The UNIX open() routine is used to open the file. If the file does not exist, -1 is returned. Otherwise the file is positioned at the end of the file and the file descriptor from the open() is returned.

The UNIX fopen() routine, with "a" append mode, is used to open the file. If the file does not exist, the NULL pointer is returned. Otherwise the file is positioned at the end of the file and the file descriptor from the fopen() is returned.

Creating and Opening a New Database File

The following routines create the new file name in the current mapset (GRASS does not allow files to be created outside the current mapset; see Database_Access_Rules) under the specified database element and open it for writing. The database element is created, if it does not already exist.

The file name is obtained noninteractively (e.g., from the command line), G_legal_filename() should be called first to make sure that name is a valid GRASS file name. Warning: It is not an error for name to already exist. However, the file will be removed and recreated empty. G_find_file() could be used to see if name exists.

The database file name under the element in the current mapset is created and opened for writing (but not reading).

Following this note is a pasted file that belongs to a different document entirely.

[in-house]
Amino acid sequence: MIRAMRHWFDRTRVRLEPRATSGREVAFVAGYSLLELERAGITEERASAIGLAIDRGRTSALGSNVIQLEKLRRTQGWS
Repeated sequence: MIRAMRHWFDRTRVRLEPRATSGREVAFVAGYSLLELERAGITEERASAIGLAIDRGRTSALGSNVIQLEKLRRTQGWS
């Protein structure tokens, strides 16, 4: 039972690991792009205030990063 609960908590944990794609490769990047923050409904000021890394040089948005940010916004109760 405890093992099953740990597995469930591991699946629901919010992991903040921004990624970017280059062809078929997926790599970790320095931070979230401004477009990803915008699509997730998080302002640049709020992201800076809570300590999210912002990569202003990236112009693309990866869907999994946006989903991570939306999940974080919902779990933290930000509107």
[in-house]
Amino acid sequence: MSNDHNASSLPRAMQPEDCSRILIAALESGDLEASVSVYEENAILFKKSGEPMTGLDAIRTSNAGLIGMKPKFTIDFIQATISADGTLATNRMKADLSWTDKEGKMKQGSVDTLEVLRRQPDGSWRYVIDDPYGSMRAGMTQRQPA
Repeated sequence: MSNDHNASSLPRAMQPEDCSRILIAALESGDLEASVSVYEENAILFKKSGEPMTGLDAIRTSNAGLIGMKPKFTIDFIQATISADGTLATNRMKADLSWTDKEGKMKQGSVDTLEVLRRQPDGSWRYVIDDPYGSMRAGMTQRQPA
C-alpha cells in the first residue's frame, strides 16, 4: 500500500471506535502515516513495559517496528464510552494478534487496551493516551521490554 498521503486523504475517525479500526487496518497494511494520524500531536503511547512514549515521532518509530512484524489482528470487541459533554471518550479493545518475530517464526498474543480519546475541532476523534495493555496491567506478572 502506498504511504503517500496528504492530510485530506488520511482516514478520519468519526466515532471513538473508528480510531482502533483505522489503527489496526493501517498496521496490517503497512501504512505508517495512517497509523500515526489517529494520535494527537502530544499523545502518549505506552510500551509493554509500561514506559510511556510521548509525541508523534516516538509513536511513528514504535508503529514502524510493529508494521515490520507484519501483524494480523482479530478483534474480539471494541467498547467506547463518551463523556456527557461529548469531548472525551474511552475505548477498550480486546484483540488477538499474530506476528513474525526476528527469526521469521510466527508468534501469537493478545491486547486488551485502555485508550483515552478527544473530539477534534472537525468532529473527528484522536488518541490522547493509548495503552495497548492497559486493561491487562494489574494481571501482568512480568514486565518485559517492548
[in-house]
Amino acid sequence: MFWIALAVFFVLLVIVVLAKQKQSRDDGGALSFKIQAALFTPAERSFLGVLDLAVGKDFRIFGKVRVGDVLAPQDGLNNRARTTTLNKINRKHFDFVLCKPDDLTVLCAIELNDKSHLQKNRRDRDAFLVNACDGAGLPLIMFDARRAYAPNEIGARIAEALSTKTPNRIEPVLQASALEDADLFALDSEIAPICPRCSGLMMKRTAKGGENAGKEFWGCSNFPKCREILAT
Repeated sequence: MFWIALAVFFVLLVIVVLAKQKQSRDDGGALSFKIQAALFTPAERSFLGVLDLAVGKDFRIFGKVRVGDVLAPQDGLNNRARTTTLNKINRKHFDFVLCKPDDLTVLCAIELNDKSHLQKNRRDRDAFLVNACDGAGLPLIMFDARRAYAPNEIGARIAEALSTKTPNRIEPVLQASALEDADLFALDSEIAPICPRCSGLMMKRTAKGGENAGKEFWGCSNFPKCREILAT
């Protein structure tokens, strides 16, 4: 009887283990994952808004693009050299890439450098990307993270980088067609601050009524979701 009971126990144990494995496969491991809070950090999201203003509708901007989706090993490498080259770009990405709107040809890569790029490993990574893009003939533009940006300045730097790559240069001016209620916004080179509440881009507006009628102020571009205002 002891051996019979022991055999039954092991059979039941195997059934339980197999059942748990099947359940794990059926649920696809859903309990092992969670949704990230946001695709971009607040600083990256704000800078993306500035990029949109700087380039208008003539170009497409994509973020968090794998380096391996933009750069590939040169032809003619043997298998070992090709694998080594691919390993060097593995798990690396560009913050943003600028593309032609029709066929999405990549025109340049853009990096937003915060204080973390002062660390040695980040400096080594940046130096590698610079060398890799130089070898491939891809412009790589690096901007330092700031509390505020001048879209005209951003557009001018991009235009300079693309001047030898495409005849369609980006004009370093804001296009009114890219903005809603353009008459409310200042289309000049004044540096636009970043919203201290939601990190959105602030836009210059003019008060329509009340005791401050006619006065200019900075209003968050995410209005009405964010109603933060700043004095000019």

The UNIX open() routine is used to open the file. If the file does not exist, -1 is returned. Otherwise the file is positioned at the end of the file and the file descriptor from the open() is returned.

The UNIX fopen() routine, with "w" write mode, is used to open the file. If the file does not exist, the NULL pointer is returned. Otherwise the file is positioned at the end of the file and the file descriptor from the fopen() is returned.

Database File Management

The following routines allow the renaming and removal of database files in the current mapset (These functions only apply to the current mapset since GRASS does permit users to modify things in mapsets other than the current mapset; see Database_Access_Rules).

Note: These functions only apply to the specific element and not to other "related" elements. For example, if element is "cell", then the specified raster file will be removed (or renamed), but the other support files, such as "cellhd" or "cats", will not. To remove these other files as well, specific calls must be made for each related element.